A status review on the pharmacological implications of Artemisia absinthium: A critically endangered plant

Mubashir Hussain, Naveed Iqbal Raja, Abida Akram, Anam Iftikhar, Danish Ashfaq, Farhat Yasmeen, Roomina Mazhar, Muhammad Imran, Muhammad Iqbal
2017 Asian Pacific Journal of Tropical Disease  
Medicinal plants are the nature's gift for the humanity to treat various diseases and to spend a prosperous healthy life. There are almost 500 species of Artemisia. Among them, Artemisia absinthium (A. absinthium) which is commonly known as wormwood is a well-known herb. It is mentioned in almost all the herbal medicinal books of the Western world. The aim of this review article is to gather information about A. absinthium which is currently scattered in form of various publications. Through
more » ... s review article tried to attract the attention of people for therapeutic potential of A. absinthium. The present review comprises upto date information of active ingredients, up and down in absinthe, controversy, essential oil, traditional uses, in vitro production of secondary metabolites for pharmaceutical, pharmacology such as antitumor, neurotoxic, neuroprotective, hepatoprotective, antimalarial, anthelminitc, antipyretic, antidepressant, antiulcer, antioxidant, antibacterial, antiprotozoal and challenges of A. absinthium. Some progress has been made, but still consistent efforts are required to explore the individual compounds isolated from A. absinthium to validate and understand its traditional uses and clinical practices. This review article provides preliminary information and gives a direction for the basic and clinical research on A. absinthium (wormwood). Essential oils of aromatic plants are frequently used in traditional medicine as antimicrobial agents. These are mixtures of natural volatile compounds mostly isolated by steam distillation. Several essential oils proved to possess significant antimicrobial activity against bacteria, yeasts, dermatophytes plus aspergillus strains. These essential oils have high therapeutic potential, generally in diseases like cutaneous, mucosal and respiratory tract infections. The major constituents of many of these oils are phenolic compounds including terpenoids, phenylpropanoids, thymol, eugenol, and carvacrol [11] . A. absinthium oil is mainly composed of beta-thujonecis-sabinyl acetate (chamazulene, nuciferol butanoate, nuciferol propionate, caryophyllene oxide, beta-ocimene, (Z)-anethole and limonene. Strong inhibitory effects has been observed on the growth of bacteria and fungi. The oil also revealed antioxidant activities [12, 13] . A. absinthium oil is characterized by having high amounts of transsabiny-l-acetate (26.4%), myrcene (10.8%) and trans-thujone (10.1%). Monoterpene esters and sesquiterpenes are also present in A. absinthium oil. The oil yield from the aerial parts of A. absinthium mostly ranges from 0.3% to 0.5%. Pharmacology-Medicinal uses In the middle Ages, this plant is regarded as a broad remedy for all diseases owing to its curative medical powers. The aerial part of A. absinthium possesses strong anti-snake venom activity [14] . Antimalarial and anticancer activities are the most well-known biological effects accounted for different species of the genus Artemisia [15, 16] . This species found its medicinal potential because of its tremendous insecticidal, vermifuge, diuretic, antispasmodic, and trematocidal properties. It proves its effectiveness in curing diarrhoea, cough and common cold [17, 18] . The medical use of absinthism is also proved by the freshly published monograph of the Conclusion The present review article focuses on the phytochemistry, absinthe, controversy, essential oils, toxicological information, traditional uses, pharmacological studies, challenges and sustainable use of A. absinthium. In the recent years main focus is on the phytochemical studies which have attained a considerable attention to get familiar with many unknown and known ingredients of clinical importance that can be screened for their therapeutic potential to treat severe health disorders without any side effects. Therapeutic potential of A. absinthium has been exposed which is crucial for standardization and further consideration as medicine at safer level. However, there is a need to evaluate the therapeutic potential on modern scientific lines through clinical trials, phytochemicals and pharmacological studies. Experimental studies have demonstrated its anticancer/ antitumor, neurotoxic and neuroprotective, hepatoprotective, antimalarial, anthelmintic, antipyretic, antidepressant, antiulcer, antibacterial, antiprotozoal and antioxidant activities. Looking at the broad spectrum of A. absinthium for various purposes, it is useful to cultivate this plant at large scale. A. absinthium is indexed in critically endangered category, so consistent efforts should be made to protect this plant species to become extinct. A multidimensional approach is required to maintain and includes selection of better quality genotype and ex-situ as well in-situ conservation followed by multiplication both by conventional as well as biotechnological methods that could provide solution to the existing problem. Conflict of interest statement We declare that we have no conflict of interest.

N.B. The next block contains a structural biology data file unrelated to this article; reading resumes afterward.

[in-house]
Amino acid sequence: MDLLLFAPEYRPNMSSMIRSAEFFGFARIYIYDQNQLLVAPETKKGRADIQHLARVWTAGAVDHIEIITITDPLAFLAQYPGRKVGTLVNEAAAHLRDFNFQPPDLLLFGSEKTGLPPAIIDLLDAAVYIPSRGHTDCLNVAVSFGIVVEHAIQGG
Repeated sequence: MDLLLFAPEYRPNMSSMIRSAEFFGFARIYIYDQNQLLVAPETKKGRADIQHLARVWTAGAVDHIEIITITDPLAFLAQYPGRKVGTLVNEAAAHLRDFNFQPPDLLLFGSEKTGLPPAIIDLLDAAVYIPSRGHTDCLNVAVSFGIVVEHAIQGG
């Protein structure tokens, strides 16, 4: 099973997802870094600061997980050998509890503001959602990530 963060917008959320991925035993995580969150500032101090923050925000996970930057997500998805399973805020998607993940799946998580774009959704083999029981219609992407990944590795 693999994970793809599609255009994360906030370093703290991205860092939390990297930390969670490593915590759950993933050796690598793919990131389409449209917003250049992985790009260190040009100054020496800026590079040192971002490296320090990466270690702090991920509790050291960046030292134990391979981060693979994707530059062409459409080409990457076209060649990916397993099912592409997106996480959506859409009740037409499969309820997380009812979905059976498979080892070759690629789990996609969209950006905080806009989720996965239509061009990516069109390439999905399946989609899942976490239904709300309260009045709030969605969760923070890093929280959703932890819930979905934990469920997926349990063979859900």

doi:10.12980/apjtd.7.2017d6-385 fatcat:pefgdebopvf2rdtalwexywt7fe